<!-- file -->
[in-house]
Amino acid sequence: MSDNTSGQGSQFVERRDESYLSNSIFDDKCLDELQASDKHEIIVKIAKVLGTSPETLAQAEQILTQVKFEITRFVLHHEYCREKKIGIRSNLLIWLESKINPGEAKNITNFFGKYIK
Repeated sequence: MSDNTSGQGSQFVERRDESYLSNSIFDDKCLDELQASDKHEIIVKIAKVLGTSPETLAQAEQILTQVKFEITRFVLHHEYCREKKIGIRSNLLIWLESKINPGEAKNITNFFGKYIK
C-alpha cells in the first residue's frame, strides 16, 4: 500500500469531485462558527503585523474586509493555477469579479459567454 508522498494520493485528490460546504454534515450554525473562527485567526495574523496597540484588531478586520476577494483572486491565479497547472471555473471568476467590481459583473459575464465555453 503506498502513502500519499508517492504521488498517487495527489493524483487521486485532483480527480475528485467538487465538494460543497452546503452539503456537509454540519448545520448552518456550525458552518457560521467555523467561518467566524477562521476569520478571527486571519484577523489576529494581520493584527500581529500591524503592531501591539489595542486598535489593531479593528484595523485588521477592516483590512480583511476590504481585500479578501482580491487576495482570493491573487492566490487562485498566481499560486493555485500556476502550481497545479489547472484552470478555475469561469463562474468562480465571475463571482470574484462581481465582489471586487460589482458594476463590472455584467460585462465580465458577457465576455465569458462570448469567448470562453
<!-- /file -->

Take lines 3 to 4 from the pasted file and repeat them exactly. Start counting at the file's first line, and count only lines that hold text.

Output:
Repeated sequence: MSDNTSGQGSQFVERRDESYLSNSIFDDKCLDELQASDKHEIIVKIAKVLGTSPETLAQAEQILTQVKFEITRFVLHHEYCREKKIGIRSNLLIWLESKINPGEAKNITNFFGKYIK
C-alpha cells in the first residue's frame, strides 16, 4: 500500500469531485462558527503585523474586509493555477469579479459567454 508522498494520493485528490460546504454534515450554525473562527485567526495574523496597540484588531478586520476577494483572486491565479497547472471555473471568476467590481459583473459575464465555453 503506498502513502500519499508517492504521488498517487495527489493524483487521486485532483480527480475528485467538487465538494460543497452546503452539503456537509454540519448545520448552518456550525458552518457560521467555523467561518467566524477562521476569520478571527486571519484577523489576529494581520493584527500581529500591524503592531501591539489595542486598535489593531479593528484595523485588521477592516483590512480583511476590504481585500479578501482580491487576495482570493491573487492566490487562485498566481499560486493555485500556476502550481497545479489547472484552470478555475469561469463562474468562480465571475463571482470574484462581481465582489471586487460589482458594476463590472455584467460585462465580465458577457465576455465569458462570448469567448470562453